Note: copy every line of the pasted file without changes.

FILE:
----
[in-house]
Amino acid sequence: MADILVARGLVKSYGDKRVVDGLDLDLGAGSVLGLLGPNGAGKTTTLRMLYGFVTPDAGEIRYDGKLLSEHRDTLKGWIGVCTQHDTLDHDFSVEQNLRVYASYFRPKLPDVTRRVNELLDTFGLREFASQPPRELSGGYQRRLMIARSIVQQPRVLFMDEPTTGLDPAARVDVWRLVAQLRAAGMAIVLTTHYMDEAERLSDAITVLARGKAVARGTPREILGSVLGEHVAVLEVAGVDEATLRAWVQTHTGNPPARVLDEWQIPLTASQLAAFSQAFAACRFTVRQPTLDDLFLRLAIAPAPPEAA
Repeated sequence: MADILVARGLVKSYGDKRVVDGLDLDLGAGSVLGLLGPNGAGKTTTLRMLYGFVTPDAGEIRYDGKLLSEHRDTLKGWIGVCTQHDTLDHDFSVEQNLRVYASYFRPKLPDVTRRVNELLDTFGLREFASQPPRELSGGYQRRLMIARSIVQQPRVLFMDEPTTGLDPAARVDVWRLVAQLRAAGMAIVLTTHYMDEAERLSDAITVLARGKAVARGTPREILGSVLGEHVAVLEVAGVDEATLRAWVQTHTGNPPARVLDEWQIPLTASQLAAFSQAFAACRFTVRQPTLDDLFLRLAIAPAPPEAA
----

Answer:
[in-house]
Amino acid sequence: MADILVARGLVKSYGDKRVVDGLDLDLGAGSVLGLLGPNGAGKTTTLRMLYGFVTPDAGEIRYDGKLLSEHRDTLKGWIGVCTQHDTLDHDFSVEQNLRVYASYFRPKLPDVTRRVNELLDTFGLREFASQPPRELSGGYQRRLMIARSIVQQPRVLFMDEPTTGLDPAARVDVWRLVAQLRAAGMAIVLTTHYMDEAERLSDAITVLARGKAVARGTPREILGSVLGEHVAVLEVAGVDEATLRAWVQTHTGNPPARVLDEWQIPLTASQLAAFSQAFAACRFTVRQPTLDDLFLRLAIAPAPPEAA
Repeated sequence: MADILVARGLVKSYGDKRVVDGLDLDLGAGSVLGLLGPNGAGKTTTLRMLYGFVTPDAGEIRYDGKLLSEHRDTLKGWIGVCTQHDTLDHDFSVEQNLRVYASYFRPKLPDVTRRVNELLDTFGLREFASQPPRELSGGYQRRLMIARSIVQQPRVLFMDEPTTGLDPAARVDVWRLVAQLRAAGMAIVLTTHYMDEAERLSDAITVLARGKAVARGTPREILGSVLGEHVAVLEVAGVDEATLRAWVQTHTGNPPARVLDEWQIPLTASQLAAFSQAFAACRFTVRQPTLDDLFLRLAIAPAPPEAA